New issue of Music & Copyright

The latest issue of Music & Copyright is now available for subscribers to download. Here are some of the highlights.

EU negotiators agree on new rules for cross-border online content service use
European Union (EU) negotiators have agreed on a series of new rules allowing citizens of member states to maintain access to online content services when they travel out of their home country around the EU. Services covered by the new cross-border rules include films, sports events, e-books, video games, and music. The agreement marks the first related to the modernization of EU copyright rules as proposed by the European Commission as part of its Digital Single Market strategy announced in May 2015. The next step will see the agreement formally confirmed by the Council of the EU and the European Parliament. Once adopted, the new rules will become applicable in all member states by beginning of 2018.

Sixteen countries singled out by the IIPA in latest copyright enforcement report
The International Intellectual Property Alliance (IIPA) has released its annual report detailing the impact that piracy and limitations on market access are having on US copyright holders in the worst-offending countries around the world. Eight countries were placed on the priority watch list with a further eight countries placed on the watch list. In line with last year’s change on previous annual reports, the latest IIPA release focuses on markets where the organization believes that active engagement by the US government could generate positive results for creators and the industries that support them. The IIPA said that in several key foreign markets, meeting the challenges identified in its report would create US jobs, promote exports, and contribute substantially to healthy economic growth in the US and overseas.

Major labels file copyright lawsuit against mixtape service Spinrilla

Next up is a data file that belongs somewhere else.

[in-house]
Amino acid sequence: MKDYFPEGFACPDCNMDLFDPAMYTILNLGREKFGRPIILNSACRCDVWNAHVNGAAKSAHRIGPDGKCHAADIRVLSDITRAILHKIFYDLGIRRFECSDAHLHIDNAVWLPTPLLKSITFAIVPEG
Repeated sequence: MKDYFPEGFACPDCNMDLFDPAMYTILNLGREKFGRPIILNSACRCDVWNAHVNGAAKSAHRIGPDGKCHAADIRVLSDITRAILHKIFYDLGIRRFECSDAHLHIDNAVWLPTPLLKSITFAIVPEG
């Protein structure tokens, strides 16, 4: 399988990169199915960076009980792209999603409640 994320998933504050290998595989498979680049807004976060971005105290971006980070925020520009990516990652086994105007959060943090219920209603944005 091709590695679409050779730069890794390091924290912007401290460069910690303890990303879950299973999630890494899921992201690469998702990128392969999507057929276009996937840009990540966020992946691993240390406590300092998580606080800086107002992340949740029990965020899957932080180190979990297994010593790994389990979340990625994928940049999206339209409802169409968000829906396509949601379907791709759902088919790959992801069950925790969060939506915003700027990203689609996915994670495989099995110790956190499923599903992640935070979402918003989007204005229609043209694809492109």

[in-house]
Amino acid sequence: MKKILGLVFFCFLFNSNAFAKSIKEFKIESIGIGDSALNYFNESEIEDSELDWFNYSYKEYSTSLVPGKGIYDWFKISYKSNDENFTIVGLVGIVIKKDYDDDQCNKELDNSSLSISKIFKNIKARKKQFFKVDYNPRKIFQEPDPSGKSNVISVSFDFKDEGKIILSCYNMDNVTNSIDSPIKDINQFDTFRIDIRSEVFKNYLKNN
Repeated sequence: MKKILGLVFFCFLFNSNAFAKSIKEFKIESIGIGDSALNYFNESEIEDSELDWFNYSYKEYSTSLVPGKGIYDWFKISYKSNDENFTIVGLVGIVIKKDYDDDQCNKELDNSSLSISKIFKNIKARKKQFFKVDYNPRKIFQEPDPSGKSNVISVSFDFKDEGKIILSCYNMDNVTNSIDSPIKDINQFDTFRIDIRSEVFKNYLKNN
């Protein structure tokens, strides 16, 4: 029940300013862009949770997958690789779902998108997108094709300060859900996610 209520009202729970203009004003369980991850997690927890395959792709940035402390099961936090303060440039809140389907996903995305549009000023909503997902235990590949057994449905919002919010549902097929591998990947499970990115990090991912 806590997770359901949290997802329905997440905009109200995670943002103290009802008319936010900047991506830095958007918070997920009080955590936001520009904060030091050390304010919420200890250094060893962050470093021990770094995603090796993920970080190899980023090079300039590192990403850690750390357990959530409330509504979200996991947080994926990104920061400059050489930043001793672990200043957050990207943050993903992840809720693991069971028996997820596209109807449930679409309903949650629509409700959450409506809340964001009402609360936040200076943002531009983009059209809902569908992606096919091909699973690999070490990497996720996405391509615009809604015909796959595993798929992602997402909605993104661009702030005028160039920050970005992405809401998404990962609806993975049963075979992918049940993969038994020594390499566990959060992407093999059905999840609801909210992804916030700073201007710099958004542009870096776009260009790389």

Mixtape site Spinrilla and its founder are being sued by the major record companies for alleged copyright infringement of their works. The labels filed a lawsuit in an Atlanta district court claiming that Spinrilla has profited from widespread copyright infringement for at least three years. The site and accompanying mobile apps allow users to freely stream and download content as well as make playlists and share music. The labels are claiming Spinrilla has committed direct and secondary copyright infringement and are claiming the maximum statutory damages or actual damages, including Spinrilla’s profits from its infringement.

Spain’s recorded-music sector sees third consecutive year of growth
After a long period of year-on-year contractions in trade earnings from recorded-music sales, Spanish trade body Promusicae has reported a third successive year of growth. Although combined revenue from physical and digital formats and on-demand access services only edged up last year, and although the growth rate was lower than the previous two years, the sector’s performance was notable for a number of reasons. Digital income overtook earnings from physical formats for the first time, and access services generated more than half of the overall recorded-music revenue total. The vinyl revival continued, and earnings from mobile personalization rose sharply. Despite the continued good news, it is sobering to remember that total trade revenue is still a quarter of the size it was at the turn of the century.

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Music & Copyright is published by Ovum.

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